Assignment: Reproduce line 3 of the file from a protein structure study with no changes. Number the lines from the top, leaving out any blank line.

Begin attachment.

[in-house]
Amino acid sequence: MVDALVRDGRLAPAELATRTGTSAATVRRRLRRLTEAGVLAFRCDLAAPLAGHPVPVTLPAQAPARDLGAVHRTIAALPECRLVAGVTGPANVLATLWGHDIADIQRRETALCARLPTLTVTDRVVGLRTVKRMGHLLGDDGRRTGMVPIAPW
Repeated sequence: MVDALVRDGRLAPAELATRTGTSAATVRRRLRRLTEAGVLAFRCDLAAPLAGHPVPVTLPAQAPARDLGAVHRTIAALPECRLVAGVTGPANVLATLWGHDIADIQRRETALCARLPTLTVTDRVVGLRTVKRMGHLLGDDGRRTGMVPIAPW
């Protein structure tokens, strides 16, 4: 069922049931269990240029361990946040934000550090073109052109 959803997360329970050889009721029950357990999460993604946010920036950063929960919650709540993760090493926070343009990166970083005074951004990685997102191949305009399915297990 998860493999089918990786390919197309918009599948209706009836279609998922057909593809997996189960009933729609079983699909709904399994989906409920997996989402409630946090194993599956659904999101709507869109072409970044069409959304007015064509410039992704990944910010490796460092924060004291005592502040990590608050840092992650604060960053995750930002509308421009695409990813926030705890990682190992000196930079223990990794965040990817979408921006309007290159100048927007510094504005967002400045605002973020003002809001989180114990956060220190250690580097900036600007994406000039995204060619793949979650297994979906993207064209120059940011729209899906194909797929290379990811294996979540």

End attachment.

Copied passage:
Repeated sequence: MVDALVRDGRLAPAELATRTGTSAATVRRRLRRLTEAGVLAFRCDLAAPLAGHPVPVTLPAQAPARDLGAVHRTIAALPECRLVAGVTGPANVLATLWGHDIADIQRRETALCARLPTLTVTDRVVGLRTVKRMGHLLGDDGRRTGMVPIAPW